Lifestyle interventions should begin with eliminating or reducing any habits that may be exacerbating the issue. Aggravating factors include: smoking, being sedentary, high salt intake, low vegetable and fruit intake, high fructose consumption, lack of sleep, high caffeine intake, excessive alcohol intake, chronic dehydration, and of course perceived high stress.
Healthy lifestyle habits that have consistently shown to lower and optimize BP, and should be the foundation of any BP lowering treatment, are eating plenty of vegetables and low glycemic index fruits, and getting consistent exercise. Another lifestyle habit that should be cultivating and practiced even if for only 5 minutes a day is meditation. Meditation has been shown to have numerous benefits for the body including lowering BP; and, the most difficult thing about it is just doing it.
Having a basic understanding of how Rx BP medications work can give one an idea of how nutraceuticals may help. For example, most BP medications lower BP either directly or indirectly by reducing the force of heart contractions and/or relaxing the smooth muscle in your arteries. Reducing the force of heart contractions reduces the pressure exerted on the arterial walls. And, when the arteries are relaxed your vessels widen and BP decreases. These medications include ACE (Angiotensin Converting Enzyme) inhibitors, Calcium Channel Blockers, and ARBS (Angiotensin II Receptors), and even Beta-Blockers.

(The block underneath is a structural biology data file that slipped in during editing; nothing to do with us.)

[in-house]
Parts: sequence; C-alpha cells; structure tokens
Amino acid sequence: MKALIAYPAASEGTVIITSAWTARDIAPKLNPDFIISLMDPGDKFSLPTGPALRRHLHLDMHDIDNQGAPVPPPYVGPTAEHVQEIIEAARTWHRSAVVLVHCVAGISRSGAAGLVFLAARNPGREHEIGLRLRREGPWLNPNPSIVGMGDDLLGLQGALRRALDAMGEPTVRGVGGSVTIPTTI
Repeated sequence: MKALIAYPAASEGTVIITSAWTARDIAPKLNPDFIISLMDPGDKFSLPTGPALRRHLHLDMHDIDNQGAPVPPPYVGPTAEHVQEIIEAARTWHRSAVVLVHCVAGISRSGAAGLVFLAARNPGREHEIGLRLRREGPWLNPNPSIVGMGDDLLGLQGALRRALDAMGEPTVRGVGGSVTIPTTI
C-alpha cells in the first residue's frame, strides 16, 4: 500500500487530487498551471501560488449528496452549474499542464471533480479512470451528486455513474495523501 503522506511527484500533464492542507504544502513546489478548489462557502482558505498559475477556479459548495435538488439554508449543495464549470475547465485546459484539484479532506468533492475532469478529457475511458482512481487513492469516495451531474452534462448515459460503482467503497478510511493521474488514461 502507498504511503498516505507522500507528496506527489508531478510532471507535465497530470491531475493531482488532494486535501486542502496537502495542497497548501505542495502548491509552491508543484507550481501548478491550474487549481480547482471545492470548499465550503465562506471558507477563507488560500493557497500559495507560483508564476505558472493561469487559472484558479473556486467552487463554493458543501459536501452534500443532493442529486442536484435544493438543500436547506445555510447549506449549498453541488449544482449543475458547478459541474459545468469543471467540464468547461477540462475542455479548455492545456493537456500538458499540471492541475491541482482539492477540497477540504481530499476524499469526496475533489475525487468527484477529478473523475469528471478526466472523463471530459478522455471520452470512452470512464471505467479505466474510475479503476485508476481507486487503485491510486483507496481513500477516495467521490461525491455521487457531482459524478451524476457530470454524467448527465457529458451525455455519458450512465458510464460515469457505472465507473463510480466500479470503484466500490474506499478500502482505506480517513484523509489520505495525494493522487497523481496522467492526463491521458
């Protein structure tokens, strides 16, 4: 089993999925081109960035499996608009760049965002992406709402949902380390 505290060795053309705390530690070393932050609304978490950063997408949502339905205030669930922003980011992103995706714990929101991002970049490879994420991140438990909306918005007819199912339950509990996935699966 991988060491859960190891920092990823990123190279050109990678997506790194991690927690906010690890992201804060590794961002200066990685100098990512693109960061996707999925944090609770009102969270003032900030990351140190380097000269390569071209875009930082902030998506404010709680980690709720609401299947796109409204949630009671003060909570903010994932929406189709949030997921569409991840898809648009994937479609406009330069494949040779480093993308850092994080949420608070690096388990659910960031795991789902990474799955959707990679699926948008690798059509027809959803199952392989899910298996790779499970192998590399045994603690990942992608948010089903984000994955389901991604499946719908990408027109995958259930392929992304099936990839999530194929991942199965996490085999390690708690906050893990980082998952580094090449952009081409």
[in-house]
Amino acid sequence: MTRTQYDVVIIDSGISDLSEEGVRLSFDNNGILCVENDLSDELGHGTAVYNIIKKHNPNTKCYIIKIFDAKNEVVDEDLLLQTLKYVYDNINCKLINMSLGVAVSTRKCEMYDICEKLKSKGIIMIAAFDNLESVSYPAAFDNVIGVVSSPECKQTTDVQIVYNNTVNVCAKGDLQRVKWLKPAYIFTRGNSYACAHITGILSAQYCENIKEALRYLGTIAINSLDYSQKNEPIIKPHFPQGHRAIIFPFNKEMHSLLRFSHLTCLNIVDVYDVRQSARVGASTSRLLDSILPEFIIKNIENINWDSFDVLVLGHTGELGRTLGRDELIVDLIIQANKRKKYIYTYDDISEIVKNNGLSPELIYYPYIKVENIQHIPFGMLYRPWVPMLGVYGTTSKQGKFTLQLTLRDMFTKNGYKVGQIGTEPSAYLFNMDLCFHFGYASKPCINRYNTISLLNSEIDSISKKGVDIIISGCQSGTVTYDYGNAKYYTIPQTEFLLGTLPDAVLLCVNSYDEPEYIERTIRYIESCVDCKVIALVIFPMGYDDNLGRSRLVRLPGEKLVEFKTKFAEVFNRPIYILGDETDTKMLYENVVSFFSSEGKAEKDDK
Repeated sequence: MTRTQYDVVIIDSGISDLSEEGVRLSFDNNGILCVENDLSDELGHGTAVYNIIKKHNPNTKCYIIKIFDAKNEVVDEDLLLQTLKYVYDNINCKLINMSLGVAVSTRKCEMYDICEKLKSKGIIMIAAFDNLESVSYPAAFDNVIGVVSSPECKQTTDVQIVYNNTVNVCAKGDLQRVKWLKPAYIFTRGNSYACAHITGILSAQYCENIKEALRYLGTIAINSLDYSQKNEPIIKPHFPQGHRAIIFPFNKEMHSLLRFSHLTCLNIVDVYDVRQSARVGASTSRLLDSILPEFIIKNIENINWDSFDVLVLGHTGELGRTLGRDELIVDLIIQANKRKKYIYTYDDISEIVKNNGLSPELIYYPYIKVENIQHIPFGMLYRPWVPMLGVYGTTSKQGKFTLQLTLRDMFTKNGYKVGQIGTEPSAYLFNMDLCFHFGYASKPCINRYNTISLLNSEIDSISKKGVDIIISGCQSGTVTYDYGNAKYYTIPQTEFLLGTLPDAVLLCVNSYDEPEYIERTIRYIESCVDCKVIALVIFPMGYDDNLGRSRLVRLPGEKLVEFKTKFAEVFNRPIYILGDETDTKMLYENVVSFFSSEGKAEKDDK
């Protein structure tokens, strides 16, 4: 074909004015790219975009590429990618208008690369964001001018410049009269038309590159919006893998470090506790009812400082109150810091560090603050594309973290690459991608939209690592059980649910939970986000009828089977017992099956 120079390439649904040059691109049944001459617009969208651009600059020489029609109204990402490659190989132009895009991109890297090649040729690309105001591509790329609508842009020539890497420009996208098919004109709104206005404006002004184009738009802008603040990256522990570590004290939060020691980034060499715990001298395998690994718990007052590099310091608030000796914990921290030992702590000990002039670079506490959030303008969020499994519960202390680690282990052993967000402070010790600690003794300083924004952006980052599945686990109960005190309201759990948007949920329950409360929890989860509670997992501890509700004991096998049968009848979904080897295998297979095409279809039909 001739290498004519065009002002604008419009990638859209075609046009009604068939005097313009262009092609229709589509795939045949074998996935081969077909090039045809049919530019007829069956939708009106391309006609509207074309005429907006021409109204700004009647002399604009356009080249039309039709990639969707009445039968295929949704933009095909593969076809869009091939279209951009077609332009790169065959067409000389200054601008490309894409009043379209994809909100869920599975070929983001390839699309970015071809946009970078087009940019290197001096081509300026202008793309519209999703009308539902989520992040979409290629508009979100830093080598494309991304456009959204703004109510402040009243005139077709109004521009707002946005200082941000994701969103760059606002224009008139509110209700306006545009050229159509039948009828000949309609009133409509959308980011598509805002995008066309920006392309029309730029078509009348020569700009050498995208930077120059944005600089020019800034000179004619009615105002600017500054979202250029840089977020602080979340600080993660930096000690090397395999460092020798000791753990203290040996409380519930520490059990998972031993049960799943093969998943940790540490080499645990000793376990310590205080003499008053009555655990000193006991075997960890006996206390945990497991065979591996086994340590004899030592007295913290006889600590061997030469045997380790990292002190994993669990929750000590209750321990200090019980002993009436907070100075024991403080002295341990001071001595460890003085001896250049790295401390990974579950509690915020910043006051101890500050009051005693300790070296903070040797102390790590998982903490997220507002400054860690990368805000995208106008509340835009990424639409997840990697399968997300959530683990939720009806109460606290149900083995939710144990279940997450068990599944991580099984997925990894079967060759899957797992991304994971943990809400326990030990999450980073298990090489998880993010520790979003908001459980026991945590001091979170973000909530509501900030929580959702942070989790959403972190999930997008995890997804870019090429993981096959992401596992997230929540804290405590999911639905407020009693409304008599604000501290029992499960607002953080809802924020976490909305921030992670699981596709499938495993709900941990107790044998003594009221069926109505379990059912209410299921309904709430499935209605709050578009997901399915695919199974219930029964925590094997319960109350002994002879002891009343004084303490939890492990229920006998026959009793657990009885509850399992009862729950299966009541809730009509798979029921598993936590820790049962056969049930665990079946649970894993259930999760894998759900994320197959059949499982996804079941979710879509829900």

The other class of medications used to lower BP are called diuretics (aka water pills). These medications work by telling the kidneys to get rid of excess of water and sodium in the blood. As the name implies, the medications can initially have someone running to the bathroom frequently to urinate.
Nutraceuticals that have research showing they lower BP work basically the same way as Rx meds, with the beneficial exception of also having plenty of antioxidants. These include, but are not limited to, the following:
Natural Muscle Relaxers
Hawthorn (Crateagus) 6
Olive Leaf 7
Dandelion (Taraxacum officinalis) 8
Green and Black Tea (Camellia sinensis) 9
Horse Tail (Equisetum arvense) 10
Parsley (Petroselinum crispum) 11
Corn Silk (Zea mays ) 12